8 soooo much hmbrgr hlpr by: Elizabeth V Aldrich
She goes and talks to her friends on a voice chat on some seedy Discord server. Someone is talking in French. Another girl gets pissed and yells, “FUCK OUTTA HERE WITH THAT SHIT, WE DON’T SPEAK CROISSANT!!” Arabelle wonders how she got away with yelling at people in Russian, but then remembers she’s dating the group’s main drug dealer so everyone’s nice to her.
Then someone has to bother her. Or something. The real world.
“You look, like, sick, honey,” the first guy says.
“Thanks,” Arabelle says, rolls her eyes, signals to the bartender for another drink. She can down maybe three more martinis before her bus gets to the stop just outside the bar, and if she can have three drinks, why the fuck shouldn’t she?
“No,” the second guy says, maybe his brother, same hair color, same build, same eye color if not shape. “Seriously. You wanna eat something? You might pass out.”
“You might pass out, if you keep talking to me,” she spits.
It’s really out of character, to be honest.
She’s not this girl. She’s nice.
Her parents raised her right.
Well. They tried, and that ought to count for something.
She didn’t get fired, she maintains, every time she tells the story (roommate, girlfriend, father’s answering machine, father). You can only be fired if you communicate with your superior. She ran out of the shop, immediately got a new phone number, and swears to go out of her way to never be in that part of town again.
Her roommate, who shouldn’t really be asking anyone any questions because she is, for a ‘living', ‘writing’ a ‘short story collection’, asks thoughtfully when they’re playing around at the playground in the middle of the night, on loads of antipsychotics that really shouldn’t be used recreationally, “Why did you leave, again?”
“Panic attack. I told you I didn’t want to talk about it,” she says coldly, rehearsed.
“No, you said—“
Arabelle is about to get that look in her eye that everyone calls her a psycho for. “I think I know what I said.”
“I think you know literally nothing; are you for real right now? You are wearing two different shoes.”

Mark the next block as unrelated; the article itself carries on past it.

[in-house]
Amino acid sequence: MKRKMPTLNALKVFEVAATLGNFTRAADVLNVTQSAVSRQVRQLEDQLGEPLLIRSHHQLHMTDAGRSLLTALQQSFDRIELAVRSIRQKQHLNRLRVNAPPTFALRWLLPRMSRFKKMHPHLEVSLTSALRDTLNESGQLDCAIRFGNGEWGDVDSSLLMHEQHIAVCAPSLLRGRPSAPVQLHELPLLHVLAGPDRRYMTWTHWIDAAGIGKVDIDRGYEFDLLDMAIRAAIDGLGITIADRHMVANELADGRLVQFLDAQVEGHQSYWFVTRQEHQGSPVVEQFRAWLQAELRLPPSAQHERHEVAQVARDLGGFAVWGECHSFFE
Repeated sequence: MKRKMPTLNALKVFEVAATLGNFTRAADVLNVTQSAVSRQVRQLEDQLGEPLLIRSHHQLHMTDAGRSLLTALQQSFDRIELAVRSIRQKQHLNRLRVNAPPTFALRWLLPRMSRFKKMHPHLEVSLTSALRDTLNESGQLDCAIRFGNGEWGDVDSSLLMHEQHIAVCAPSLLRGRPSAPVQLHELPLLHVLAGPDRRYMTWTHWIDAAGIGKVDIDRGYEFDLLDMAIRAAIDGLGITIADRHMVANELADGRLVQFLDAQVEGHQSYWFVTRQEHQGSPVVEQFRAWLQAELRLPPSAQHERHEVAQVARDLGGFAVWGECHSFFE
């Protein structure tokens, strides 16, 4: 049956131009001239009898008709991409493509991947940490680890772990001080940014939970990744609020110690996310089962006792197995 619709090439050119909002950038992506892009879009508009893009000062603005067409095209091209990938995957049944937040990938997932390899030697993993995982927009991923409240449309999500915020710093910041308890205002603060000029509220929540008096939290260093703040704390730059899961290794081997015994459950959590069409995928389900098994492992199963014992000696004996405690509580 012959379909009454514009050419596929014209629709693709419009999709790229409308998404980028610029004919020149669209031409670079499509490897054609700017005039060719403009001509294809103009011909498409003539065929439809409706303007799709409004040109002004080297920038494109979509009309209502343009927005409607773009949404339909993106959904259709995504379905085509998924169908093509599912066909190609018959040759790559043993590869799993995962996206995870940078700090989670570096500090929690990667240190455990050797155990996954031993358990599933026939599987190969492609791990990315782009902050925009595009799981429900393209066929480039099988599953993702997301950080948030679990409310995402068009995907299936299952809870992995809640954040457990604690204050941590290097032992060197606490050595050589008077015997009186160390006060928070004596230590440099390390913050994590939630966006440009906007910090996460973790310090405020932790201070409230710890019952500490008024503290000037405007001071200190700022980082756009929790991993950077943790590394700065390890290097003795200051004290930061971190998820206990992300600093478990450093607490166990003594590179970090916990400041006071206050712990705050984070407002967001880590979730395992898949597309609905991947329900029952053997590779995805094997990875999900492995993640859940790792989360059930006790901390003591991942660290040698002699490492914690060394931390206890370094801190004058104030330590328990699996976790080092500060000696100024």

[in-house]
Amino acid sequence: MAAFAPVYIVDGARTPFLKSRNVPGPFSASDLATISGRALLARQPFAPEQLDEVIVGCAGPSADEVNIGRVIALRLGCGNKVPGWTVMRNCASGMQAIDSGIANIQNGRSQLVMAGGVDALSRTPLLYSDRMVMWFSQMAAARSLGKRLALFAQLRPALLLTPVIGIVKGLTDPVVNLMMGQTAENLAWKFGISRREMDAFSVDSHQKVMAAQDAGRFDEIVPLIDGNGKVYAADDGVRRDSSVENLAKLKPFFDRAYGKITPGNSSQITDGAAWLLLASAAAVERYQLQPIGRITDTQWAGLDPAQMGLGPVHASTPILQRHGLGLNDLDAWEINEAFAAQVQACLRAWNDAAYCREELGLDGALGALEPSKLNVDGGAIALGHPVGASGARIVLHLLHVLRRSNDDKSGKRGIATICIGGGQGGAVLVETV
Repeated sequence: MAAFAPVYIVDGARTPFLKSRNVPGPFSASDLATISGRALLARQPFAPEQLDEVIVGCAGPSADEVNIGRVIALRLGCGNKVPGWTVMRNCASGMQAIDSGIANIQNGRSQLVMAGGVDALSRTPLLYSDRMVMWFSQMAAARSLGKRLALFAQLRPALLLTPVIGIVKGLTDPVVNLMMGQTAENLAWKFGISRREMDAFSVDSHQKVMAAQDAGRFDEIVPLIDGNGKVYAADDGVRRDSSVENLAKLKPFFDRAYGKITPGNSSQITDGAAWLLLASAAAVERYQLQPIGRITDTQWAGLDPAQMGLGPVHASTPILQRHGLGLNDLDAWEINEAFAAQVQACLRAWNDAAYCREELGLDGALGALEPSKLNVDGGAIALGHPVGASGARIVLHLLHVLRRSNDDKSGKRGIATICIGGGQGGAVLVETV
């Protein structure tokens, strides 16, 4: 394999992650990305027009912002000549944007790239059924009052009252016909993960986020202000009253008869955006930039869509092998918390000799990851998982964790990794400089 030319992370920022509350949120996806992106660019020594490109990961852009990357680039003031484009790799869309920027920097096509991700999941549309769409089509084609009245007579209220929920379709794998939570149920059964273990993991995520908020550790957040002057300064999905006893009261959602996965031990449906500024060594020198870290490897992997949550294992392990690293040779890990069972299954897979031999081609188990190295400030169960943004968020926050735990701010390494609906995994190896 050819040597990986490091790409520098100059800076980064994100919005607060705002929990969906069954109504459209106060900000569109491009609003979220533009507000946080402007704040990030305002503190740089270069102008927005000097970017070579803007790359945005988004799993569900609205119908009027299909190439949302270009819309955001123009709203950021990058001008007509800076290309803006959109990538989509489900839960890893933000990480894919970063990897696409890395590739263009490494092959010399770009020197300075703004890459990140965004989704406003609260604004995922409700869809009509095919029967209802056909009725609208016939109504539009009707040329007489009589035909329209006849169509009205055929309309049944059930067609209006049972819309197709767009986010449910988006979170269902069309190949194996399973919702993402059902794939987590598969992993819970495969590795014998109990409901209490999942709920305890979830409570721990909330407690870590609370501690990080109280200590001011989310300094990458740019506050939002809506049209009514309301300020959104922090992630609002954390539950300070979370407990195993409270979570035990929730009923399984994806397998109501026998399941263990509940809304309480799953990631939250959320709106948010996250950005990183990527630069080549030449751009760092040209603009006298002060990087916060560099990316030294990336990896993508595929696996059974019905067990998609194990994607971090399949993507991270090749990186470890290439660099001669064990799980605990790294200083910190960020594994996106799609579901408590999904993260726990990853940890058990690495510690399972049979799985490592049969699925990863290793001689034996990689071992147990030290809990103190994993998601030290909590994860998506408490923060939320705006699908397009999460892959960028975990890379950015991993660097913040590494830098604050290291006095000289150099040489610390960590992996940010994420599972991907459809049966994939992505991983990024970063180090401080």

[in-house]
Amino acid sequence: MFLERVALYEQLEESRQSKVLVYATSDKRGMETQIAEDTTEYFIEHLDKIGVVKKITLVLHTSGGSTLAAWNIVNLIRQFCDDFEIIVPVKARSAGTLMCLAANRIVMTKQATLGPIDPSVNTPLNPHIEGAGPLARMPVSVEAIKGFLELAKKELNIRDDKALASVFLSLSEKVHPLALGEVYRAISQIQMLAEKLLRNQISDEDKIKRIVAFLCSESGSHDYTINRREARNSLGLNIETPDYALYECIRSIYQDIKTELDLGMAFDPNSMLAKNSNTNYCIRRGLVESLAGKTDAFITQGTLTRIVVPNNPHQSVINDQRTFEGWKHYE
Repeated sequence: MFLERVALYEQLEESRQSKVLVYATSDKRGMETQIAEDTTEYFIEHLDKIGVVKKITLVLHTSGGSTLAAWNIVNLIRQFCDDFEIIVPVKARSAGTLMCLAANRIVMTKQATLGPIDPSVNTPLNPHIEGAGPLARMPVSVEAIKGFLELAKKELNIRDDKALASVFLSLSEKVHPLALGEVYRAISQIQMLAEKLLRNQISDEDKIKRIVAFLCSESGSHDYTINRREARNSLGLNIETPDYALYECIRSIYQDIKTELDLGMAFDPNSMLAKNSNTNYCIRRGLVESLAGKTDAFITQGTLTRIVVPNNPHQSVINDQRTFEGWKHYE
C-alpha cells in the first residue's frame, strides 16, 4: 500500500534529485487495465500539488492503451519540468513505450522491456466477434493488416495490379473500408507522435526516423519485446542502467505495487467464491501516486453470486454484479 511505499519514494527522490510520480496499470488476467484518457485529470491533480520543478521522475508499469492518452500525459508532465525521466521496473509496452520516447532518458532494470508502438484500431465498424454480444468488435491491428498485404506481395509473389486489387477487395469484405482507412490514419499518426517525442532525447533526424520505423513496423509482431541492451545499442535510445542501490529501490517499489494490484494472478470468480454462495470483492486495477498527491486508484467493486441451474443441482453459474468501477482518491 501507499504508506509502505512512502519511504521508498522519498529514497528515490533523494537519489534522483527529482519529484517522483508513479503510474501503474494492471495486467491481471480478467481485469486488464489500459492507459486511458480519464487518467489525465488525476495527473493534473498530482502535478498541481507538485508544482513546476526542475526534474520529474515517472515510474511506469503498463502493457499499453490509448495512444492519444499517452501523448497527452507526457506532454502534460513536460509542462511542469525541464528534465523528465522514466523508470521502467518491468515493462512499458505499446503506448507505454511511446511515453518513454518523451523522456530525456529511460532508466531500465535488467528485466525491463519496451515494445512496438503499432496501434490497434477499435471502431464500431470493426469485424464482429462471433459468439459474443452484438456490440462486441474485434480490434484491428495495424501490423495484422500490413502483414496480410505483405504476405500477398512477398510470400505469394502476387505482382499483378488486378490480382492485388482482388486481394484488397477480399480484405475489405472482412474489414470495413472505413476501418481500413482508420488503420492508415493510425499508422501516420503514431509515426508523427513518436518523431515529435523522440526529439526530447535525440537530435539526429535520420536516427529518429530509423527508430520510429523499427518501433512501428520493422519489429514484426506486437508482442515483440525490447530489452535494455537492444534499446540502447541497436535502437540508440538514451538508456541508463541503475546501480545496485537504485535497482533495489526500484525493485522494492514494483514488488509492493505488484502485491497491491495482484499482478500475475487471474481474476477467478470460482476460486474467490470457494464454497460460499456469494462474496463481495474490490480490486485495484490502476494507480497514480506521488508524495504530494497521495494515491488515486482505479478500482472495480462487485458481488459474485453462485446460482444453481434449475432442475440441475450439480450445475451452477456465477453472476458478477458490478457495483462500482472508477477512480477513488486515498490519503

“They’re the only ones that didn’t have toothbrushes in them."
“Do not even talk to me. Just. Yes, keep spinning, stop talking.”
It’s not a typical, whatever, ‘healthy’, living situation.
They don’t pay rent, don’t have electricity, and their water is only hot because all the tiny shitty little houses in the community belong to a HOA that pays the water bill.
Arabelle would be more than happy to live on her own, but Josie was there first, and anyway, Josie goes from innocent little sweetheart to vicious berserker in less than five seconds, on average, when provoked, which has proved useful exactly five times when the house has been broken into by other, bigger, more male squatters.
And three times at three separate clubs that they’re now banned from.
And once at a church bake sale.
They weren’t banned from the church, but Josie, who is a lapsed Catholic, told Arabelle that they probably came very fucking close.
Arabelle isn’t at all like Josie.
She is, for the most part, nice.
She swears, sure, and yeah, she drinks and does drugs, like, of course, she’s fucking alive, isn’t she?
She’s just trying to have a good time, and that’s okay, isn’t it? Life’s so short and all that?
She never tries to hurt anyone. Her parents managed to gift her that value, at least. The value of human life.
She’s not going to murder anyone, or hurt anyone, physically or emotionally.
She’s not like that.
“You’re saying that you want me to tell your ex you’re not into her anymore?” Josie asks, raising an eyebrow at the muted phone Arabelle is holding out.
“Yeah,” Arabelle confirms, leaning in the doorway of Josie’s room. It’s full of scraps of paper and empty bottles of booze and dirty underwear and books that have been on loan from the library since before Arabelle even moved in. "But say ‘them’ because—“
“I definitely will not,” snarls Josie, who studied English for less than a full semester but is still a fucking snob.
“Okay, just talk, please? I can’t. I need to get stoned. Did you call your guy?”
Josie shakes her head absently, taking Arabelle’s phone off her. “I lost my phone.”
“At the bar last night, when I gave it to someone.”
“Why would you do that?”
“Why not?” Josie shrugs and then, into the phone, “Listen, Pat, it’s just not going to work out. No, she hasn’t met someone else, what are you, insane? She never leaves the fucking house, when would she meet anyone?”
Her dad flies into town on business, just for the day, and they have lunch.
It’s brief, but pleasant, until he asks, “So, Ara, have you found any luck on the job front?”
Arabelle excuses herself from the table to go to the bathroom and get fucked up.